If your pet bearded dragon is annoyed, you can try to calm it down by removing its stressors from the environment. The constant aggression will affect your pet’s immune system, so try keeping it as happy as possible throughout
– Mating Behavior
Bearded dragons often turn black when they are ready for mating. In most cases, this happens when the male is ready for mating. Males will mature earlier than females and will thus start exhibiting signs of mating by the time they turn 5-6 months.
If you notice that your male bearded dragon is anxious and bobbing its head, these are signs that it is sexually mature.
Females can also turn black during the mating seasons, but this is rare. The breeding season for bearded dragons starts about a month after their brumation ends.
– Health Problem
Usually, the first indication of illness in a bearded dragon is the black discoloration of its body or beard. In their natural habitats, bearded dragons will turn black so that they can camouflage and hide from predators because sickness will make them easy targets.
As pets, this behavior is still ingrained in them. You should pay close attention to your bearded dragon so that you notice the black discoloration that the animal uses to keep you in the loop with its health status.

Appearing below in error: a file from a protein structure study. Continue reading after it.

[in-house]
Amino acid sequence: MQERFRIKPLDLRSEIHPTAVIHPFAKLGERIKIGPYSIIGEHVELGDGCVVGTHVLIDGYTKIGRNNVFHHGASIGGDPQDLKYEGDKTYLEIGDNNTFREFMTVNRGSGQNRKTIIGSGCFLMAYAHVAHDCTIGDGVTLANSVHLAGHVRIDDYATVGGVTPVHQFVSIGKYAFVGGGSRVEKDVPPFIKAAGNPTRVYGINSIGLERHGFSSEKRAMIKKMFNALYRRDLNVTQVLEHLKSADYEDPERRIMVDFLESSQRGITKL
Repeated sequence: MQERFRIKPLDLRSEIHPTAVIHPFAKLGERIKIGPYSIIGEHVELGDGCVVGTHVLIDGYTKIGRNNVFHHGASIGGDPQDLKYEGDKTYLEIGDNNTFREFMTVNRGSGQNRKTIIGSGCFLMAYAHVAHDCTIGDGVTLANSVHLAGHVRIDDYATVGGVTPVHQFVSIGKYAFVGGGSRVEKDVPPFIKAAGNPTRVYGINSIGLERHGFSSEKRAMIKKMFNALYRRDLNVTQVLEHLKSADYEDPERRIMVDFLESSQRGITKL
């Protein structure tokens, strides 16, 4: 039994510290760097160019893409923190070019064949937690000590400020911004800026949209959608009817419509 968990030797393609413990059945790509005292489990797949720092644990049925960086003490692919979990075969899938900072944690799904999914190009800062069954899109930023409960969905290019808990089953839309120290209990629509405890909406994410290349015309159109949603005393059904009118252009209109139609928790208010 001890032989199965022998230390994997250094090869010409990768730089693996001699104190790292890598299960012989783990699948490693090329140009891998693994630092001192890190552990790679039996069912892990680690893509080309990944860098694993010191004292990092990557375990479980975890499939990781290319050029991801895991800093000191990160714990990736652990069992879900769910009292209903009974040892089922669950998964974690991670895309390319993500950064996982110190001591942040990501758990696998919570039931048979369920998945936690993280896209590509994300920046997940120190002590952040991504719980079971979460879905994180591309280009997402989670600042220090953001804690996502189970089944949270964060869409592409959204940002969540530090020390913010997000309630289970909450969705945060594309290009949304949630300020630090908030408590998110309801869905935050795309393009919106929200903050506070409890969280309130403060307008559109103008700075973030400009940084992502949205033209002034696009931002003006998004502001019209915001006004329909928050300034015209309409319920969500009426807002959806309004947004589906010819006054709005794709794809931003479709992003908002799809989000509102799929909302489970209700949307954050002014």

Promptly noticing the color change and getting a vet could make a huge difference in your pet’s life, more so when battling conditions like yellow fungus and metabolic bone disease that can quickly get out of control.
Illness is commonly accompanied by other signs like appetite loss, coughing, a swollen abdomen, inability to move, and heavy breathing.
– Old Age
The black discoloration in your bearded dragon could be a result of stress marks. These are generally scattered on the reptile’s beard and belly as ovals, circles, or lines. A common reason for stress marks is advancing age, as this takes a toll on the body of your bearded dragon.
Thankfully, this is nothing to worry you, provided your pet’s environment has everything the reptile needs and the animal is not sick.
Why Is The Tail Of My Bearded Dragon Turning Black?
If you notice the darkening of your bearded dragon’s tail, this might signify tail rot. The condition often follows the accumulation of retained skin around the animal’s tail tip that, in turn, inhibits the flow of blood.
Other than this, tail rot can be caused by a cage mate attacking the bearded dragon, a mechanical injury, cuts, and bites from a hungry cricket. When affected by tail rot, your pet lizard’s tail will often look dry.